You are on page 1of 25


Corporation Law
Lecture 06
Directors Duties 3 & 4
Copyright Regulations 1969

This material has been reproduced and communicated to you by or

on behalf of Kaplan Business School pursuant to Part VB of the
Copyright Act 1968 (the Act).

The material in this communication may be subject to copyright

under the Act. Any further reproduction or communication of this
material by you may be the subject of copyright protection under
the Act.
This lecture material contains content owned by Kaplan Business
School and CCH Australia Ltd
Do not remove this notice.
Lecture material contains content owned by Kaplan Business School and
other materials copyrighted by Lipton and Herzberg, Understanding
Company Law 15th edition Thomson Lawbook Co; Woodward, Bird and
Sievers, Corporations Law in Principle 7th edition Thomson Lawbook Co;
Gibson and Fraser, Business Law 4e 2009 Pearsons Education Australia
Course Objectives
• Duty to act in good faith in the best interest of the co.
• Duty to act for a proper purpose
• General law rule against conflict of interest or duty
• Modifying the rule in the company’s constitution
• Statutory regulation of situations of conflict
• Consequences of breach

“Best Interest” duty
• D must act in good faith in the best
interests of the company
• Statutory duty contained in s.181
• Also a general law duty
• 2 issues:
– What is good faith?
– What are the company’s interests?

What does the duty require?
• Director must act in good faith, ie honestly
• Must do what they believe is best for the
company, not themselves or a particular
stakeholder group (eg majority of members)
• Directors need to understand what is meant
by the “interests of the company”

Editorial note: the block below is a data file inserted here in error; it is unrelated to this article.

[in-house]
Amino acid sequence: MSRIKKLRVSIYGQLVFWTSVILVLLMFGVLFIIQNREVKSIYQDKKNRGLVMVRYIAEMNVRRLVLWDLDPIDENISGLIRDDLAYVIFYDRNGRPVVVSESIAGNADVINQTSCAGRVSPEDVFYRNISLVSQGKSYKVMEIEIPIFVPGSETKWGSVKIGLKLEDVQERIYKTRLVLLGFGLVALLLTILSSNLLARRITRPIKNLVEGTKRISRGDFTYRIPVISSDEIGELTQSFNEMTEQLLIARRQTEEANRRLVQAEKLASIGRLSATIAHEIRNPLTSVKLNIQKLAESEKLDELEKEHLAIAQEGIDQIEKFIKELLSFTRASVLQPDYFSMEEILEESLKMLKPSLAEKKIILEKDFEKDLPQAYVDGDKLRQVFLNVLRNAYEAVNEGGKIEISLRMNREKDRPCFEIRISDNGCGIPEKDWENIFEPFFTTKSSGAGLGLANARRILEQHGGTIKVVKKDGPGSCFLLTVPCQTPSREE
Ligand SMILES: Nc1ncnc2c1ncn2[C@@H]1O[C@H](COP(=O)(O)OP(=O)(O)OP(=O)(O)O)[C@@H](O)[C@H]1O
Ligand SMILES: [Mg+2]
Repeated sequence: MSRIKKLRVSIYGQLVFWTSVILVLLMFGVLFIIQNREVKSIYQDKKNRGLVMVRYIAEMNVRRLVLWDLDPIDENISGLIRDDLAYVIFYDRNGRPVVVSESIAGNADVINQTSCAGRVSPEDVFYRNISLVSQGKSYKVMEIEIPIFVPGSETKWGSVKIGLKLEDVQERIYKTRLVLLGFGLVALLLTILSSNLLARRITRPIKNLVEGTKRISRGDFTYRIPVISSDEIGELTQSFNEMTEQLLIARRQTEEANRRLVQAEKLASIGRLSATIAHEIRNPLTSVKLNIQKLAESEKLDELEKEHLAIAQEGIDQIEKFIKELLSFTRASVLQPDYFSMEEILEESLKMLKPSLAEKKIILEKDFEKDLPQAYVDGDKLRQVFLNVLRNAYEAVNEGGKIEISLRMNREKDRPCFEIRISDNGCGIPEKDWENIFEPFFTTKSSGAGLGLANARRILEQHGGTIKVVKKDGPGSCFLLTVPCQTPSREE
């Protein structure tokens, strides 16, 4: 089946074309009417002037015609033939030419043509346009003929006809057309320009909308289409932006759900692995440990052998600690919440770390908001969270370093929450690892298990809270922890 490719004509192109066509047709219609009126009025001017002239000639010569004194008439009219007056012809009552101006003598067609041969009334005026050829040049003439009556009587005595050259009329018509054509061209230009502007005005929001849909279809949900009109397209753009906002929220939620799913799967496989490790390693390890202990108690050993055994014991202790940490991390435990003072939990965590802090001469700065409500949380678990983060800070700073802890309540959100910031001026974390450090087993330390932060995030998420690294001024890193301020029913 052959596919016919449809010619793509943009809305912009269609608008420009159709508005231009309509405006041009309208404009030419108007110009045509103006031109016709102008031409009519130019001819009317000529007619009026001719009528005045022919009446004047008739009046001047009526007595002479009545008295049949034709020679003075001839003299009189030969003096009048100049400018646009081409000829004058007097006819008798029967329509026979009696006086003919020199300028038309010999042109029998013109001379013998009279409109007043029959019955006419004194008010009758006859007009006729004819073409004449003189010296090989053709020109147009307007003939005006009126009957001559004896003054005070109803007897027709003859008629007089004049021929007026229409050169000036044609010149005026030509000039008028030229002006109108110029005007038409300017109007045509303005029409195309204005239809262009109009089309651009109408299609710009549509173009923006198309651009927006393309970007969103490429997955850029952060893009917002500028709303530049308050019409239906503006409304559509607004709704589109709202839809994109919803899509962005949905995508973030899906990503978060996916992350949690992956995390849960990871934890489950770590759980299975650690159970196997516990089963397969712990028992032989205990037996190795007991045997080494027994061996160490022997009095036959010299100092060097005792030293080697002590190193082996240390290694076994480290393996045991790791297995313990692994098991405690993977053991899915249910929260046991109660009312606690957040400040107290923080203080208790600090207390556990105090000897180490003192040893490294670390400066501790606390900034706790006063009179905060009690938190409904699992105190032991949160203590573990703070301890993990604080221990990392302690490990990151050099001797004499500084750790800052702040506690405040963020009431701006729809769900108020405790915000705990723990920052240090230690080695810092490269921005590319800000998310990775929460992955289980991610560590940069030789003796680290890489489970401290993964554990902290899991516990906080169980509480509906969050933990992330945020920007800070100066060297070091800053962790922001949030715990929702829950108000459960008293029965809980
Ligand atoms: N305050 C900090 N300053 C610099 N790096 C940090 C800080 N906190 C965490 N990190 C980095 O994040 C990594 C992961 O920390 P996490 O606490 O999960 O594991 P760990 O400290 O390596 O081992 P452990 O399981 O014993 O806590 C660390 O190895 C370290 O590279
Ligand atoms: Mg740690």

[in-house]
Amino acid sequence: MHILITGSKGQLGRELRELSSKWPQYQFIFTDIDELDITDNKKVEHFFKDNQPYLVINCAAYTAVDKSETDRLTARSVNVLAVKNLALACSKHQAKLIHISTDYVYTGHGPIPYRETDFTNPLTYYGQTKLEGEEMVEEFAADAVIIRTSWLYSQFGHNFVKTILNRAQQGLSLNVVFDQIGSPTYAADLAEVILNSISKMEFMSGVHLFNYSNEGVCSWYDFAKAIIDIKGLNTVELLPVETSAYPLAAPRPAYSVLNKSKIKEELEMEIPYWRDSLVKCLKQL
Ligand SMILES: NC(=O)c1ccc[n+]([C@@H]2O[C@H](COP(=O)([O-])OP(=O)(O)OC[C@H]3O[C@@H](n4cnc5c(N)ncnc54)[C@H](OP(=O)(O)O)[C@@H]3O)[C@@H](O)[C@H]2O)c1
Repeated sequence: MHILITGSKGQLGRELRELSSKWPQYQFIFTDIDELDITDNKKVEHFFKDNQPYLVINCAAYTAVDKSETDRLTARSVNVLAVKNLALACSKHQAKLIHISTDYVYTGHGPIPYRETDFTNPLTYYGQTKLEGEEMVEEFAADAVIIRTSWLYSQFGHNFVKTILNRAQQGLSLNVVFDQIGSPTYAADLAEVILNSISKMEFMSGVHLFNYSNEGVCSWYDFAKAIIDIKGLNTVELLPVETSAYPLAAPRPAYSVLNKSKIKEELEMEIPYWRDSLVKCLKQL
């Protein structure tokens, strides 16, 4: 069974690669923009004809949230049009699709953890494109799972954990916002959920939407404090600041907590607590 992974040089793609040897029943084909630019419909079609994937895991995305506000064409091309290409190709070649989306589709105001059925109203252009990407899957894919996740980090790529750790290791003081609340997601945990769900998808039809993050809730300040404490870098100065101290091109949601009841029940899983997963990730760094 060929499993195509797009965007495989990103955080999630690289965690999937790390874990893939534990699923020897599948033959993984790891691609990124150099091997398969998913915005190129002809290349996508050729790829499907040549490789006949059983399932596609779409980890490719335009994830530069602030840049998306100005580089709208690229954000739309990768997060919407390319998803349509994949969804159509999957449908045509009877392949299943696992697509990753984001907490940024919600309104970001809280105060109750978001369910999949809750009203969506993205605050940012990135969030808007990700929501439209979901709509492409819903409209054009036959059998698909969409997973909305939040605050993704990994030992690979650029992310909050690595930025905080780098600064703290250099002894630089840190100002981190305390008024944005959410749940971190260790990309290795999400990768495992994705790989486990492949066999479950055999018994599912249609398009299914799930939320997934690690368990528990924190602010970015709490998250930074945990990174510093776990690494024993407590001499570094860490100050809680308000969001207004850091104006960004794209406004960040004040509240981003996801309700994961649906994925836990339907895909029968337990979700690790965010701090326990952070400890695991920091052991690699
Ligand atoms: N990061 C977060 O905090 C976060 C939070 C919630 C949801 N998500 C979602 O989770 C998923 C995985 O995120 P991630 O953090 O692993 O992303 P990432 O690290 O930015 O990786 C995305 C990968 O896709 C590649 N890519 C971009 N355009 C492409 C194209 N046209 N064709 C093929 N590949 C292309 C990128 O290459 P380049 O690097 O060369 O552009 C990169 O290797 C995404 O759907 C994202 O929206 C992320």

Interest of the company
• Company’s have many stakeholders. From whose
interests are those of the company concerned with?
• Is it the:
– members
– company as a commercial entity separate from its
– creditors
– other company’s within a corporate group
– employees, customers, suppliers & the community?

Generally, look to the interests of
the members overall…
• Generally, the interests of a solvent company are
those of its members
• Directors must look to the company “as a whole”,
& balance competing interests
• Must act fairly as between members of different

Separate Commercial entity
• Are Directors entitled (or required) to look to the long
term viability of the company as a commercial entity,
not just at the short term benefit to current
• Issue not resolved, although sometimes creeps into
takeovers cases
Creditors’ interests
• When a company is insolvent or “nearing insolvency”,
the creditors’ interests become those of the company
Kinsella; Walker
• Note this is not a duty to creditors – it is a duty to the
• For example, no removing assets 8
Corporate groups
• Do Directors have to consider the interests of each
subsidiary separately, or can they do what is best for
the group overall?
• For some wholly-owned subsidiaries, Directors are
allowed to act in interests of holding company if the
requirements of s.187 are met

Effect of s.187
• Directors are taken to meet the requirements if:
– constitution expressly authorises
– act in good faith in best interests of holding company
– company not insolvent or made insolvent
Other group companies
• Where s.187 does not apply, each company’s separate
interests prevail
• Test: whether a person in the position of the Director
could have reasonably believed the decision would
benefit the company: Charterbridge
• Equiticorp: can be an indirect benefit

Interest of other stakeholders

• Can Directors take into account the interests of
employees, customers, suppliers and the community?
• Technically, cannot receive priority over interest of
members: Parke v Daily News
• Corporate governance standards may be
changing 10
Duty to act for a proper purpose
• S.181 – also a general law duty
• Even if Director’s actions are in company’s best
interests, may still be a breach of duty if a power is
not exercised for a proper purpose

Two step test

• See Howard Smith case:
- Q of law - for what purpose was the power conferred?
- Q of fact - for what purpose was the power exercised?
• Mixed purpose: if more than one, use the “but for” test
– Kokotovich, Whitehouse 11
Example – share issue power
• Normally a power of the board of Directors
• Proper purposes include:
– to raise capital
– for an employee share scheme
– as consideration for purchase of an asset
• Improper purposes include to:
– entrench the existing board of Directors
– fight off a hostile takeover bidder
– make a majority member a minority member

Other Examples
• Advance Bank – used company money to fund re-